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The Soul of Creativity
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Summary

?There is no single definition of creativity. It is as wide-ranging as the people who seek it: writers, painters, musicians, actors — indeed anyone who desires a richer, more rewarding life. Many consider it inaccessible — limited to gifted artists and celebrities. But as the extraordinary contributors to this book show, it is really everyone’s birthright, too often shoved to the recesses of our psyches by the demands of everyday life. From the vibrant naturalist and poet Diane Ackerman, to musical theorist Don Campbell, to inspirational author SARK, these talented contributors guide us through the creative process with clarity and insight. They remind us that inspiration is always available to those willing to realize the power and possibility of their true creative being.

Contributors include:
Diane Ackerman • Pat B. Allen • Christina Baldwin • Hal Zina Bennett • Echo Bodine • Jean Shinoda Bolen • Don Campbell • Lucia Capacchione • Michelle Cassou • Judith Cornell • Adriana Díaz • Riane Eisler • Linda Firestone • John Fox • Robert Fritz • Aviva Gold • Robert Grudin • Jean Liedloff • Ann Linnea • Shaun McNiff • Eric Maisel • Jill Mellick • Stephen Nachmanovitch • Kent Nerburn • Jan Phillips • SARK
Published: New World Library on
ISBN: 9781608681242
List price: $14.00
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Introduction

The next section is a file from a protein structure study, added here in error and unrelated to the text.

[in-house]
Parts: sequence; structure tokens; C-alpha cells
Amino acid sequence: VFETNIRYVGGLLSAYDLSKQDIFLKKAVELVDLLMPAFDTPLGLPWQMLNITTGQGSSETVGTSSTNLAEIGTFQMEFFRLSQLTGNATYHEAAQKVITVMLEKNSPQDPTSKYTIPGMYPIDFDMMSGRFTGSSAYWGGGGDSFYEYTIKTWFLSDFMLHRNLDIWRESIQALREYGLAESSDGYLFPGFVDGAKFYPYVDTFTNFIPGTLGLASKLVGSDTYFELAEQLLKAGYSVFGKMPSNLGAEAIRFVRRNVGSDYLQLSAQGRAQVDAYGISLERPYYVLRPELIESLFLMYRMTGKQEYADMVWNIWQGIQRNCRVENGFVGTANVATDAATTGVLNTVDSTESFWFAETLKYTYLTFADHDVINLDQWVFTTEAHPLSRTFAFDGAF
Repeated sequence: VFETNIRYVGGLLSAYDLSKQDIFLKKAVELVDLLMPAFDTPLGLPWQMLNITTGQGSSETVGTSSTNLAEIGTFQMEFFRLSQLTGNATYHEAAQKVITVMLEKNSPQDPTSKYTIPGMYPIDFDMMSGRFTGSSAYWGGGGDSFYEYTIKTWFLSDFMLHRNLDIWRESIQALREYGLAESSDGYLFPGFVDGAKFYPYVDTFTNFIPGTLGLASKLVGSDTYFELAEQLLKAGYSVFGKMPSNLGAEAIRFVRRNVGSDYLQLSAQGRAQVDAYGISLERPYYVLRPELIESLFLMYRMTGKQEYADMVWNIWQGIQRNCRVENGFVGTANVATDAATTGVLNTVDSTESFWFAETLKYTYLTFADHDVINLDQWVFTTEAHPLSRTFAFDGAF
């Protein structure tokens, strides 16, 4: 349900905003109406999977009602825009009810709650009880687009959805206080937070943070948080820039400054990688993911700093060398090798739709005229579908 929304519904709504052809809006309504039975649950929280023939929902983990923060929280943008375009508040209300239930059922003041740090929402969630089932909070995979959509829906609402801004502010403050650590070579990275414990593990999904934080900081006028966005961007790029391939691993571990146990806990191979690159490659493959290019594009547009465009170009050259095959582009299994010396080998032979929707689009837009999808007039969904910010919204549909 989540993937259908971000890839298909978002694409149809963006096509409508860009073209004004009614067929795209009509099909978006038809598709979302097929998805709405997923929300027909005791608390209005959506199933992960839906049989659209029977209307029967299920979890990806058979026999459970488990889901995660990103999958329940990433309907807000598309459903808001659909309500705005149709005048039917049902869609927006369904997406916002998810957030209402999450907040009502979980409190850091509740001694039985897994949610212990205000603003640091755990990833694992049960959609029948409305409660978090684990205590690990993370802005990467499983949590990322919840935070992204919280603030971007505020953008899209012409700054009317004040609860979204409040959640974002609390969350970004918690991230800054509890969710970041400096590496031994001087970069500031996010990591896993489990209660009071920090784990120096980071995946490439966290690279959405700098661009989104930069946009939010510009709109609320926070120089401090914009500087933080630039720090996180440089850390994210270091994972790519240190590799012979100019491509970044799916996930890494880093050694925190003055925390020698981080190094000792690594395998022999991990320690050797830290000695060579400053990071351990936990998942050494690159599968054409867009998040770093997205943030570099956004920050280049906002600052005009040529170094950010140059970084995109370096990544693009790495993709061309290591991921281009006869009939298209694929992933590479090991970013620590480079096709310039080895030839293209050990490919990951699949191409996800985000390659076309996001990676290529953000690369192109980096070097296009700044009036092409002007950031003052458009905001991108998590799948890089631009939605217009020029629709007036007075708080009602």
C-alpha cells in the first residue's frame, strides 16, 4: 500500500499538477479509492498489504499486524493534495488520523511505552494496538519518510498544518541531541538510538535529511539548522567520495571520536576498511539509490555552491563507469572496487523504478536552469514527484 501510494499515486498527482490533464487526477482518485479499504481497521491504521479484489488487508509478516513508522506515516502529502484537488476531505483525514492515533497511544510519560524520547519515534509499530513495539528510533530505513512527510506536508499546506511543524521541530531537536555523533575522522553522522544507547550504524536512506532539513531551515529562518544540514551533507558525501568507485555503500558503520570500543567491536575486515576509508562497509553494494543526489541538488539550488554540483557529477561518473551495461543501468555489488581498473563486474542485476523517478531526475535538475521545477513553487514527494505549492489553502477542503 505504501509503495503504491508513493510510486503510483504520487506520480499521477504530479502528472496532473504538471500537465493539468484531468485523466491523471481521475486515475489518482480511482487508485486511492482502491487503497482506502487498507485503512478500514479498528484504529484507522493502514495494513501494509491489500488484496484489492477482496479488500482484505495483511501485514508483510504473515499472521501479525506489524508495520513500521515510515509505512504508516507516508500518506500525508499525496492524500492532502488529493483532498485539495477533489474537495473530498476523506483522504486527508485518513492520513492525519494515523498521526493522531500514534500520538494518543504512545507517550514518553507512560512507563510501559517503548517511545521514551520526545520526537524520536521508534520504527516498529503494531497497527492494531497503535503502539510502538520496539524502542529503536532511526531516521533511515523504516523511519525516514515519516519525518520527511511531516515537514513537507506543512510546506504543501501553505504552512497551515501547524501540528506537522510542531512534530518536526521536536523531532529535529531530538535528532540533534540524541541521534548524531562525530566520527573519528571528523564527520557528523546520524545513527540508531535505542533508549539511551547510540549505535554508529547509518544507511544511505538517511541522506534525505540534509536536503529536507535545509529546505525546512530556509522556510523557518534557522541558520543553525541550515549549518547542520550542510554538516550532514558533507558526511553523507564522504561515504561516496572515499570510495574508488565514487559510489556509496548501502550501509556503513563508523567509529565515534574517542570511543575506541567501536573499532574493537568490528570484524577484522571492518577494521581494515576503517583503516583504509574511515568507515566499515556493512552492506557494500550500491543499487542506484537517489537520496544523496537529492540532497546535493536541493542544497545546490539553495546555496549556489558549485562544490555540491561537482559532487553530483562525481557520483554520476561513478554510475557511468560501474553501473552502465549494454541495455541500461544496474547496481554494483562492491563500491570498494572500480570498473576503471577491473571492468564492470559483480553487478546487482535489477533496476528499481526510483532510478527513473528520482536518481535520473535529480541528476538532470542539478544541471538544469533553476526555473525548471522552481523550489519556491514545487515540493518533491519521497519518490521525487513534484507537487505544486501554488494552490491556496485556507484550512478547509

The Spirit of Creativity

TONA PEARCE MYERS

Istarted this book as a journey into my own creativity. Creative people inspire me, heal me, and take me on journeys into their own processes. But mainly they leave me in awe. For me, creativity is an intimidating word. Strong. Powerful. For those who reside in their creativity it means something closer to the soul, something of everyday life.

I discovered many things over the two years this book needed to come to fruition. Creativity, I discovered, can be strong and powerful, healing and deep, but it needn’t be intimidating or scary. It can be found in the most seemingly unexpected places. It can be found in the way we wear our clothes, in the drawings of children, in speaking our truths. Most important, it can be found within each person’s soul.

I learned a great deal from the contributors in this book. I realized that creativity isn’t something found outside oneself — in classes or in workshops. Even within the most artistic acts, creativity is a matter of the soul. This book has brought me to the realization that creativity resides within me — an ordinary person.